(Photo courtesy of The Distillery District via Facebook)

In the '90s, Mathew Rosenblatt and his partners at Cityscape Development Corp. owned heritage buildings on Toronto's Jarvis Street. They loaned these buildings to movie studios as filming locations. One day, a movie location scout told them there was a heritage property they had to see — The Distillery District.

“We came down thinking it was the one grey building you can see from the expressway. We didn't know there were all of these buildings and streets," Rosenblatt recalls.

"We asked the person touring us, 'Are all these buildings included?' He said yes. And immediately we knew we have to turn this into a walking district – something the city desperately needed.”

They walked into the first building and within the first five minutes started imagining the art galleries and cafés that make The Distillery their home today — creating the vision all Torontonians can enjoy.

Read: Exploring The Haunted History Of Toronto’s Buildings

In a Toronto Storeys exclusive, Rosenblatt lifts the curtain on how The Distillery District came to be and what keeps it going today. He also reveals what's behind its edgy campaign: #TheDistilleryHasCoolShit. And you'll never believe how big a role this historic district has played in Hollywood ...

(Photo courtesy of The Distillery District)

How did you find yourself involved in real estate development?

On a personal note, I've always loved real estate. Before even going to university, wherever I was in the world, I always looked at buildings and imagined what they could be. I always liked the idea of construction, development and changing buildings to hopefully — in small ways — change cities for the better.

Early on, after university, I apprenticed with a number of developers and did every aspect of development: management, purchasing and analyzing.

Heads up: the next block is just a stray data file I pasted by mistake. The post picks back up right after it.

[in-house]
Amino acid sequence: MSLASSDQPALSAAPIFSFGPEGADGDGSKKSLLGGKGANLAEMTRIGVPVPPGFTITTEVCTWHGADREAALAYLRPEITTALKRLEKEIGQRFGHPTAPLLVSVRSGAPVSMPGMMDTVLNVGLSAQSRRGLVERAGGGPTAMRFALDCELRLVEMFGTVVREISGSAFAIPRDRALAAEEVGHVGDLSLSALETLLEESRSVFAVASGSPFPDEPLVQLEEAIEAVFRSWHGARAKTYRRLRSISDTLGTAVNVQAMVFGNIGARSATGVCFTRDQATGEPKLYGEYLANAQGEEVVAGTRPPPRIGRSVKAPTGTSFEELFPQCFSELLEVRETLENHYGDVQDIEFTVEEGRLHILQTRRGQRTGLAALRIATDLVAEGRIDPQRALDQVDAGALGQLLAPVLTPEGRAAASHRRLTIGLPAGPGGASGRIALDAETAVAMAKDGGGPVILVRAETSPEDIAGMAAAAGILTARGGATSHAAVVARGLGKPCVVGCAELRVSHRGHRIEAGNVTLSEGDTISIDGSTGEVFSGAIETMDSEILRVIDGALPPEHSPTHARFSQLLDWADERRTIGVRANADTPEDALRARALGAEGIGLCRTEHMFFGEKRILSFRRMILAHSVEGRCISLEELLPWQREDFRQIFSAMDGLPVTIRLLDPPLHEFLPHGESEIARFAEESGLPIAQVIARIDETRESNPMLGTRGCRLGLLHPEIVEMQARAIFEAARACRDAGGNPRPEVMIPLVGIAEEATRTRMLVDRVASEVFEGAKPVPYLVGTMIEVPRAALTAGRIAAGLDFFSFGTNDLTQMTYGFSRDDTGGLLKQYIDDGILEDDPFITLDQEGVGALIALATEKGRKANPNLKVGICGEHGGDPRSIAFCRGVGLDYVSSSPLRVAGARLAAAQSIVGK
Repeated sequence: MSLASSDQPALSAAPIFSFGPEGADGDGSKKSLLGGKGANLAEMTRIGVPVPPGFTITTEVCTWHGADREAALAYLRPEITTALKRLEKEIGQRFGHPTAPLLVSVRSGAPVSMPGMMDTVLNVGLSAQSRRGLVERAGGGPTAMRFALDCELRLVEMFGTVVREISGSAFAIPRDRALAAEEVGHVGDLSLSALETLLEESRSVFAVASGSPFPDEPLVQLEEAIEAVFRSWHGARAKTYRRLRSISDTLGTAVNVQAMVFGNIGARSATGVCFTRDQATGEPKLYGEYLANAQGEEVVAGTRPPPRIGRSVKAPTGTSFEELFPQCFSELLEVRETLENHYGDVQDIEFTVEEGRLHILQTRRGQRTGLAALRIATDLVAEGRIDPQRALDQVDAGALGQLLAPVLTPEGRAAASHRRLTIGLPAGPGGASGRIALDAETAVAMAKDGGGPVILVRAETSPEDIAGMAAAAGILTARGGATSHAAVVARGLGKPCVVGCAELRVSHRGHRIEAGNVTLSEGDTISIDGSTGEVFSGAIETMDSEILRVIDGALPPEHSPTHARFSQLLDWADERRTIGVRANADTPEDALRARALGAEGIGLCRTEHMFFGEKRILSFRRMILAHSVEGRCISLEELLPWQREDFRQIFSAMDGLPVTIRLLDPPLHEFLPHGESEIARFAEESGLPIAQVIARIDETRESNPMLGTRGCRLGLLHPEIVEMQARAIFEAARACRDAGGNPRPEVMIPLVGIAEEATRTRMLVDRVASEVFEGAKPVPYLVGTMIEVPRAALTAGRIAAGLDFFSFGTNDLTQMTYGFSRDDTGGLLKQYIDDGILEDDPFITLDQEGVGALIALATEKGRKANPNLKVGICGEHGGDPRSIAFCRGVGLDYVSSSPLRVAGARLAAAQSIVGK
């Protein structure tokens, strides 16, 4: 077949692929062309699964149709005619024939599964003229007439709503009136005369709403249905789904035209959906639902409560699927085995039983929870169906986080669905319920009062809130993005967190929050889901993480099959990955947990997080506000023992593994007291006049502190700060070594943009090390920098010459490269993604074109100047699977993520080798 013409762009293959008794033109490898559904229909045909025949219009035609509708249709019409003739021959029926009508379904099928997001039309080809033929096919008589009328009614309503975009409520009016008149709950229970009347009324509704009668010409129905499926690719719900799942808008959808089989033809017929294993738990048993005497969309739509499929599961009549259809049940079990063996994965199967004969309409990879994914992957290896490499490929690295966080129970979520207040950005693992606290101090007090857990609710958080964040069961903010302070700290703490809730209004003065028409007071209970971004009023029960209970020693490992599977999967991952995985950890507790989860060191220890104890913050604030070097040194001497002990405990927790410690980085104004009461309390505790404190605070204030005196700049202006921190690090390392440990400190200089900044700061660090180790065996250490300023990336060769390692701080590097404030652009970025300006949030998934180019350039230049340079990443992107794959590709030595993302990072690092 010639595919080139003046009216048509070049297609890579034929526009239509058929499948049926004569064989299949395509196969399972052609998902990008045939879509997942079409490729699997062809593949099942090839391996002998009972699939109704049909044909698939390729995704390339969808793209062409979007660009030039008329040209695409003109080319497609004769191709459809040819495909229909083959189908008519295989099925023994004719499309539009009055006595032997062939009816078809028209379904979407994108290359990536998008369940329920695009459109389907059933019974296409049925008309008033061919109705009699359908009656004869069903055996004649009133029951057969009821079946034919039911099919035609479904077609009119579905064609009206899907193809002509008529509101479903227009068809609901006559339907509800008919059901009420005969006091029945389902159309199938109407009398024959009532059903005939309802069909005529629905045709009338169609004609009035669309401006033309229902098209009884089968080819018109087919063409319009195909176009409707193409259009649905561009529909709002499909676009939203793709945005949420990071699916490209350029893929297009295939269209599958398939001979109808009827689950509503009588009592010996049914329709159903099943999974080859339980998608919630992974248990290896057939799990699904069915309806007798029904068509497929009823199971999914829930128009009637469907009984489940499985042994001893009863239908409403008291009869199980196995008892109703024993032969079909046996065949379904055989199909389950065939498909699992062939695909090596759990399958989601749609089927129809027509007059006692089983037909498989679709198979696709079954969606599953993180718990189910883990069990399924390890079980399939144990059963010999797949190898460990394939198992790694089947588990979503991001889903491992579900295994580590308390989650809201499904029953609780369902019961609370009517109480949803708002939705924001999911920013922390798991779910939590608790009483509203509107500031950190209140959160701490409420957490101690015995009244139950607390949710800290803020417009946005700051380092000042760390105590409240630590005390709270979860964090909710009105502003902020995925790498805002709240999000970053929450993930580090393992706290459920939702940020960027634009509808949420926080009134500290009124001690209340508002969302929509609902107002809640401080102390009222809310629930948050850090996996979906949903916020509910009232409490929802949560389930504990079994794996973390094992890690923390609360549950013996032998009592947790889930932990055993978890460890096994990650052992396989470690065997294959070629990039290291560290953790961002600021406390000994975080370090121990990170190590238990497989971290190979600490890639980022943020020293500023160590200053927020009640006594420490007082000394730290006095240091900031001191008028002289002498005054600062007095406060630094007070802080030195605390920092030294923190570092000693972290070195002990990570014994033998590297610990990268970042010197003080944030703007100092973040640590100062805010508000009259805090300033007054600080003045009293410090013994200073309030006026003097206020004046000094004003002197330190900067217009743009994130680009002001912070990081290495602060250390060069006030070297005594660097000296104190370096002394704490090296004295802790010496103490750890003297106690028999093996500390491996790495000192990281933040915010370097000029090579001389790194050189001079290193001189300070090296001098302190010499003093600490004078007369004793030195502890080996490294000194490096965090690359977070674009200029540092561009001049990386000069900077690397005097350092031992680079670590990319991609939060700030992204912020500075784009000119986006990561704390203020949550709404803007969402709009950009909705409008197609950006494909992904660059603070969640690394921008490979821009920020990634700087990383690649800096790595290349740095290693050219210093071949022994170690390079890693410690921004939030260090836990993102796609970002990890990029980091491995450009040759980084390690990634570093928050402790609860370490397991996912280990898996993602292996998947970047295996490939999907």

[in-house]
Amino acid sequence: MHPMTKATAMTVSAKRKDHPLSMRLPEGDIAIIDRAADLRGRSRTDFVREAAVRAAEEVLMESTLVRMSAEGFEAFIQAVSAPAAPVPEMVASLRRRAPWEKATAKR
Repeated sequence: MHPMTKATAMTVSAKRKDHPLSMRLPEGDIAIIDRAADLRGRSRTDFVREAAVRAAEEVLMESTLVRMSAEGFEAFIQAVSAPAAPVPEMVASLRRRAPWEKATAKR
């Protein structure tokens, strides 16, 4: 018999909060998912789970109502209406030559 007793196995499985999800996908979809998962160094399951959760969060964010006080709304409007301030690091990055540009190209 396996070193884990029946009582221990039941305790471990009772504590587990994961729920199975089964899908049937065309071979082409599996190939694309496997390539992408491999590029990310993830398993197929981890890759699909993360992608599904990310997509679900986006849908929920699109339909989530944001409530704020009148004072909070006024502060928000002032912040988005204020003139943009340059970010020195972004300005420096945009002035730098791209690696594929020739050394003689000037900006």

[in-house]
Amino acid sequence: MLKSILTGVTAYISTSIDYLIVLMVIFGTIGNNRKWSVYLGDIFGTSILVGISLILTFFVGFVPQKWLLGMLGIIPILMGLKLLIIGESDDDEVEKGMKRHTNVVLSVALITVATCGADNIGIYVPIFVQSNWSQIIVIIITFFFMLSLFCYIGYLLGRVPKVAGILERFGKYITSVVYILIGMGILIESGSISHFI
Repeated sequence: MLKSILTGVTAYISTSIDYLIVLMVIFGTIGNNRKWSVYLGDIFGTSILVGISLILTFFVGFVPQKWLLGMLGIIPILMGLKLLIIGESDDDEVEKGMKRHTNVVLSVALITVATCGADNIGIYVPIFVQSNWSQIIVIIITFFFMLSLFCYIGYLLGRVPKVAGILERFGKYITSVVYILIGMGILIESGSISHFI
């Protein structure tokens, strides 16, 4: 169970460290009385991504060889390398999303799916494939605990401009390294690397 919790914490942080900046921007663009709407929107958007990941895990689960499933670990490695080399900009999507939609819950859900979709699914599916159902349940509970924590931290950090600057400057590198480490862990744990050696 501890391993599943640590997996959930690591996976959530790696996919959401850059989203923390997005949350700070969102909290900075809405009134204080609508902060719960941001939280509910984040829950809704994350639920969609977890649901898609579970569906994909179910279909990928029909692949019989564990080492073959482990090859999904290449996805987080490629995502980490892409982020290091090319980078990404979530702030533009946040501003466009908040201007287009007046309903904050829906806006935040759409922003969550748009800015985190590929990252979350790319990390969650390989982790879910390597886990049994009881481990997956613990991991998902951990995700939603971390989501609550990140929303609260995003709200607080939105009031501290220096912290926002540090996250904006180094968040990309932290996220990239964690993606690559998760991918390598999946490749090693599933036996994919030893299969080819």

Eventually, I partnered with a number of other people: one a lifelong friend and two people who had been in this business for a very long time and had lots of experience around heritage buildings and adaptive reuse. And we formed a company called Cityscape that really targeted heritage buildings and new residential.

Toronto christmas market 15 e1533907497450 1 (Photo courtesy of The Distillery District)

What got you involved in remaking The Distillery District?

In the late '90s, Cityscape did projects around the city. Then in 2001, we came across The Distillery District, which for us was a dream project. It was a derelict collection of 44 buildings — all heritage — on a 13-acre parcel.

All the streets were owned. And we really were instantaneously enamoured with the property.

Then, in 2004, Dream Unlimited became a partner in the Distillery.

We all wanted to create something that would be both financially viable for our company and could really add value to the city, while doing something our families would be proud of.

But before that, the Distillery was used to film movies, right?

Yes. At one point, The Distillery was the largest movie site outside of Hollywood.

There were over 2,000 films made there.

And when I say films, that could be anything from a feature Hollywood film to Canadian TV, commercials and music videos. With a vacant site, they had no neighbours to worry about and it ended up providing a great canvas for so many different scripts.

Read: Famous Hollywood Movies You Probably Didn’t Know Were Filmed In Toronto